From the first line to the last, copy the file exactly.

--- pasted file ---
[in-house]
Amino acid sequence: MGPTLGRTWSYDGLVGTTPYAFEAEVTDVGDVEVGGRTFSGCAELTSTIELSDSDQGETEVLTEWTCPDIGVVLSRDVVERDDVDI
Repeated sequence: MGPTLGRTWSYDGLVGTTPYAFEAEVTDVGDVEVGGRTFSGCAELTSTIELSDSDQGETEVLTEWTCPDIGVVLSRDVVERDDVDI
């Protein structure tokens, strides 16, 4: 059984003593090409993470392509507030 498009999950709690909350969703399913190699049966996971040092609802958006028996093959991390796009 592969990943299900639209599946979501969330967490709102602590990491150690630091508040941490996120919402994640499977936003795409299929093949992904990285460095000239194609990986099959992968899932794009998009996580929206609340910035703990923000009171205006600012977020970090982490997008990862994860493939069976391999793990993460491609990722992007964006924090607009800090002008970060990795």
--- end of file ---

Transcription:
[in-house]
Amino acid sequence: MGPTLGRTWSYDGLVGTTPYAFEAEVTDVGDVEVGGRTFSGCAELTSTIELSDSDQGETEVLTEWTCPDIGVVLSRDVVERDDVDI
Repeated sequence: MGPTLGRTWSYDGLVGTTPYAFEAEVTDVGDVEVGGRTFSGCAELTSTIELSDSDQGETEVLTEWTCPDIGVVLSRDVVERDDVDI
């Protein structure tokens, strides 16, 4: 059984003593090409993470392509507030 498009999950709690909350969703399913190699049966996971040092609802958006028996093959991390796009 592969990943299900639209599946979501969330967490709102602590990491150690630091508040941490996120919402994640499977936003795409299929093949992904990285460095000239194609990986099959992968899932794009998009996580929206609340910035703990923000009171205006600012977020970090982490997008990862994860493939069976391999793990993460491609990722992007964006924090607009800090002008970060990795």